The story below is an excerpt from our March/April 2017 issue. For the rest of this story and more like it subscribe today, log in to read our digital edition or download our FREE iOS app. Thank you!
As cities and towns throughout the mountains build new greenways, trails and other walkways, there’s the potential for a new era of great walks. Our new column presents just one such customizable experience. We hope you’ll help us find and explore more.
I took a look back at the year—2004—that Gail and I began our practice of hiking every weekend. We put in 566 miles that year, and all on real trails in real woods. An average of more than 10 miles a week.
How things have changed. To the extent that our 2016 total was almost exactly half that—281 miles—and with a significant portion of that done on greenways and other urban routes.
Which brings us quickly to the topic at hand: After nearly 20 years of a department in this magazine called “The Hike,” columnist and hiker extraordinaire Leonard Adkins has agreed to continue to write the column in its new iteration.
Which is not to say he won’t be taking us into the woods now and again. And not to say there won’t be some good distances to cover with wildlife and scenery to take in.
But in deference to the wonderful printed and online resources for hikes in our seven-state region, and in recognition of the lack of resources for sort of non-standard hikes, the new column—”The Good Walk”—will seek out and present treks that are:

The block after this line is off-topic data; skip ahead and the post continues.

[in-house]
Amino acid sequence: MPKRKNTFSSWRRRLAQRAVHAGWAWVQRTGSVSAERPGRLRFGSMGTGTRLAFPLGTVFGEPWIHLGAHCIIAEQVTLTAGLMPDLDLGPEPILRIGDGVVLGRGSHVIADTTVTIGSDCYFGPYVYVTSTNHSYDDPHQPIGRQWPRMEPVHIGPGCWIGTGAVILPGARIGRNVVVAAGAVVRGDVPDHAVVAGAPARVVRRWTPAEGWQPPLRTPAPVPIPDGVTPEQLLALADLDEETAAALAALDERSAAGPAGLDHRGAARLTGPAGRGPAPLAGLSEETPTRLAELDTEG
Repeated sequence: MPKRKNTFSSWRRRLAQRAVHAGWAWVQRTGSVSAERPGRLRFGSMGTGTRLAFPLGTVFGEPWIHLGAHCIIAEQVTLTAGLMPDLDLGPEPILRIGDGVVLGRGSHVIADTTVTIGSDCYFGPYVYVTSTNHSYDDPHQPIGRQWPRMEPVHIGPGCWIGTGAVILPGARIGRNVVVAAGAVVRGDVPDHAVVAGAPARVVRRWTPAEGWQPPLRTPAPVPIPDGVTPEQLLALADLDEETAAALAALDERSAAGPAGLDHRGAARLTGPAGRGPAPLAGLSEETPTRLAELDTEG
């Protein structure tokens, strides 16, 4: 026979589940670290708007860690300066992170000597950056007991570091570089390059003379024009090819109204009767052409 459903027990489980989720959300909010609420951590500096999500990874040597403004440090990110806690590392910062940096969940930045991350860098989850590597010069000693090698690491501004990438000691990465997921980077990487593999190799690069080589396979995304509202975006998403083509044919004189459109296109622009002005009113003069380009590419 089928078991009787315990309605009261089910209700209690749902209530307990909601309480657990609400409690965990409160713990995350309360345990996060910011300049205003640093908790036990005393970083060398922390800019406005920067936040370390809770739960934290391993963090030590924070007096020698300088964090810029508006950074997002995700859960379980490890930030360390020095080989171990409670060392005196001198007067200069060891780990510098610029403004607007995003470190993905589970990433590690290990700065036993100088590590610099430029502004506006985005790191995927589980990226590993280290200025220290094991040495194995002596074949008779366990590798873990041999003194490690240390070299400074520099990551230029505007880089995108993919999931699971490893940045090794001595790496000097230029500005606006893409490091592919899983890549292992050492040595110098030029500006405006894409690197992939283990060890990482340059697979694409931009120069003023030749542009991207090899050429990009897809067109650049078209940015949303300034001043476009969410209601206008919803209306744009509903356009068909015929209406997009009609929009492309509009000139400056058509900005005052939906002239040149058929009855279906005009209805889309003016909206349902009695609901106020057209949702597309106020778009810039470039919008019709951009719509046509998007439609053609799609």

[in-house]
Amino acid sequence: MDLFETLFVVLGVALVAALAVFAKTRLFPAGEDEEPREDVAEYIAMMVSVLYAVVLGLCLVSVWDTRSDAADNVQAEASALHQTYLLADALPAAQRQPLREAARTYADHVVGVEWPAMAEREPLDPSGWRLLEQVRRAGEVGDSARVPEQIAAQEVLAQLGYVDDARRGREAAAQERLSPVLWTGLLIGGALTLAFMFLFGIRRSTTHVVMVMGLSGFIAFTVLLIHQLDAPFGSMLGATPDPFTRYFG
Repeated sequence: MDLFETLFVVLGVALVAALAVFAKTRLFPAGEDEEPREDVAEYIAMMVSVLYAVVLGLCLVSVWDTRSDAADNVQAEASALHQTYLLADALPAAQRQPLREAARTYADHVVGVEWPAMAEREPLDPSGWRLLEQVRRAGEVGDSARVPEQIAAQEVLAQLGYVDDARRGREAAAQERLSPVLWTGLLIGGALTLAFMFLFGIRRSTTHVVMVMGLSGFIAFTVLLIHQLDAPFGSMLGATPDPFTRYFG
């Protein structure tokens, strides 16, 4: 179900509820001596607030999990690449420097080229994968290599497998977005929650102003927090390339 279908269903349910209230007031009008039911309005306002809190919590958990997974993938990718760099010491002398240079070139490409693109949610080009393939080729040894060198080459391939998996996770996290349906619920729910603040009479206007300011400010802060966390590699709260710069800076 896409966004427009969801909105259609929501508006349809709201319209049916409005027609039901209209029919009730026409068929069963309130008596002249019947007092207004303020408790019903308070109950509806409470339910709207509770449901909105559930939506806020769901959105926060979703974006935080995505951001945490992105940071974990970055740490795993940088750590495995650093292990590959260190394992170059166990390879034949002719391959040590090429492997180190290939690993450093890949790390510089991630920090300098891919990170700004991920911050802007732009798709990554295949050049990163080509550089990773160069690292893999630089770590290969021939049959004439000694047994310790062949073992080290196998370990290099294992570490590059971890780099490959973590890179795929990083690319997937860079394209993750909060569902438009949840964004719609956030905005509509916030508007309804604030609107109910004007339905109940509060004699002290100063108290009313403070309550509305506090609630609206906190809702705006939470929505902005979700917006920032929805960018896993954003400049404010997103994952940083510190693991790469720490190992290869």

• Customizable in length.
• Include attractions and destinations aside from mountain peaks and vistas, wildflowers and wildlife.
• Are, or can be undertaken as an aspect of a visit to a town or region for purposes beyond walking as well.
• Attractive and relevant, we hope, to our readers.
For Gail and me at least, such walks have become increasingly common and compelling. In recent visits to Charlottesville, Virginia, for example—where our primary lure was live music—we have begun to explore the 20-mile, multiple-entry-point Rivanna Trail, which encircles the city.
The beauty is that you get your walking in, you experience some wooded areas, and at the same time you can get off and walk to the pedestrian mall for lunch, say. Or you can get off and walk the campus of Gail’s alma mater, say, as the University of Virginia has its own walking routes, connecting in several places to the Rivanna Trail.
And here in our home town of Roanoke, we continue to build new hikes using both trails and greenways, with one recent addition being to walk up the Star Trail on the east side of Mill Mountain, walk down the west side on the Loop Road, continue to Fork in the Alley for lunch, and then go back, although we’ve cheated a little by taking the Monument Trail around the side of the mountain back to the Star Trail.
Point being: Building walks you can make as long or as short as you want, with food and other lures built in, is a lot of fun, and a good now-and-again alternative to real hikes in real woods.
For his first Good Walk (see page 18), Leonard returns to his home town of Charleston, West Virginia, for a downtown exploration.
We hope you’ll enjoy our new take on taking a walk, and that you’ll send along your own ideas and discoveries in the realm. Because these kinds of walks are not, per se, in the guidebooks and on the websites; instead, they are invented by the people who go outside to take advantage of the ever-increasing number of greenways, trails and even sidewalks to create their own great days outside.
Send us your favorites of the realm: firstname.lastname@example.org.